Teachers suppress the truth about their past

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The National Union of Teachers has decided to suppress a history of its last 25 years which it commissioned at a cost of more than pounds 10,000.

The union's leaders, after agreeing last week not to publish it themselves, are likely to try and prevent the author - Stephen Bates, a former education journalist on the Guardian and the Daily Mail - from finding another publisher. The NUT General Secretary, Doug McAvoy, has told him: "We have paid you the agreed fee and we have the exclusive publication right."

What Mr McAvoy and his colleagues apparently expected was a conventional trade union history, reverently listing the names of past heroes and making defeats sound like victories. Instead, they got a more astringent account of a union that now represents half the teaching profession against more than 80 per cent in 1970, and which has lost not only its control over the school curriculum, but its rights to negotiate its members' pay.

Teachers, concludes Mr Bates, "have lost influence and ceded most of the control over the debate to national politicians". In the introduction to the 82,000-word book, he writes: "For most of the last 25 years . . . the NUT has been an organisation at war with itself, divided in its counsels and uncertain of the path it should follow. It has been denigrated and its importance considerably reduced." He quotes a damning verdict from the former Labour leader Neil Kinnock: "The NUT has not managed to translate the respect of the public for individual teachers into a respect for teachers collectively."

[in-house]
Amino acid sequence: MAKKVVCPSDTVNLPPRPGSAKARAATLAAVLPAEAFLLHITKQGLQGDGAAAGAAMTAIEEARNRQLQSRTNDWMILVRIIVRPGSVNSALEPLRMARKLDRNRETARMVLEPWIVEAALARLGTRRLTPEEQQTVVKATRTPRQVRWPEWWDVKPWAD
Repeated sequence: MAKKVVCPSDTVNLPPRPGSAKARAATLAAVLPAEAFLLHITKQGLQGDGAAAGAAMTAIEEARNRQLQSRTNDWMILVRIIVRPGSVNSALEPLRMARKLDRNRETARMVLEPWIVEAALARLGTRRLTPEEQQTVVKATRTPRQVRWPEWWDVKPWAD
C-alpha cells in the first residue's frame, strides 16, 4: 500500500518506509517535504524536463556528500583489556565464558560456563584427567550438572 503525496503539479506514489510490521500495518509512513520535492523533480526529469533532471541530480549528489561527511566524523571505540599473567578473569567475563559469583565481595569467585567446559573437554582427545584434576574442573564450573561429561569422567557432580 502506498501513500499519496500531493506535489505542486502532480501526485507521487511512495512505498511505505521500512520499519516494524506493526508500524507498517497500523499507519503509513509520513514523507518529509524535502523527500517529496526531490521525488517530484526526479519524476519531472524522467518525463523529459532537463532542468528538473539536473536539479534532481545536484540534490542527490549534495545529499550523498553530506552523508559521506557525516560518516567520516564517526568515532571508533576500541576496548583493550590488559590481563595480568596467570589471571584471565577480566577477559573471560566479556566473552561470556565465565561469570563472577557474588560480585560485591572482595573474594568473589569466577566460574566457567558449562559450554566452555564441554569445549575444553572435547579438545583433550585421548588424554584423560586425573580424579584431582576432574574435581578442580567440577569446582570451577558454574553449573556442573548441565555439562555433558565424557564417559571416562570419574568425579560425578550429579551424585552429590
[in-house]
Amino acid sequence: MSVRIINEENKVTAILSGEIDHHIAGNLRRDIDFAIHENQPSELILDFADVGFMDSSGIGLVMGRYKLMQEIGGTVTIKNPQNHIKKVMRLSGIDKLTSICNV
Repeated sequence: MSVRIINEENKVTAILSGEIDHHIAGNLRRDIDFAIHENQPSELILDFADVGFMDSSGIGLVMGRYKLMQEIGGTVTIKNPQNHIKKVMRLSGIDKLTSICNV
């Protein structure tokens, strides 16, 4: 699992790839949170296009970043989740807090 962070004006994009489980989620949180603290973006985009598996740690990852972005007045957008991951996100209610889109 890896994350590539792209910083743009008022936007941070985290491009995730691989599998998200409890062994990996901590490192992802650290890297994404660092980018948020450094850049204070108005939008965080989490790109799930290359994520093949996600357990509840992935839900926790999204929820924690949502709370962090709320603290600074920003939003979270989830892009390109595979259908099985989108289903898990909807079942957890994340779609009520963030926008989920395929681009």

Mr Bates criticises "some members of the national executive" for "posturing and indecisive leadership". By failing to tackle the extreme left within the union, they have lost their head teacher members, Mr Bates argues. If the hard left takes over, "the union will be reduced to a rump without influence or effect on the political debate".

At first, Mr Bates' work was well received. Mr McAvoy wrote to him in March: "Congratulations on producing such an immensely readable and perceptive manuscript." There were two areas he wanted to discuss. Then, says Mr Bates, "everything went quiet and no one would talk to me about it". Over the next three months, Mr McAvoy cancelled nine meetings with Mr Bates.

n A teacher has won pounds 95,000 compensation after being attacked by a 13 year-old girl. The pay-out is believed to be the highest ever paid for injuries caused by a pupil, writes Fran Abrams. The female teacher, who does not want to be named, was attacked by a pupil at a special school in the Midlands three years ago, and was forced into early retirement as a result.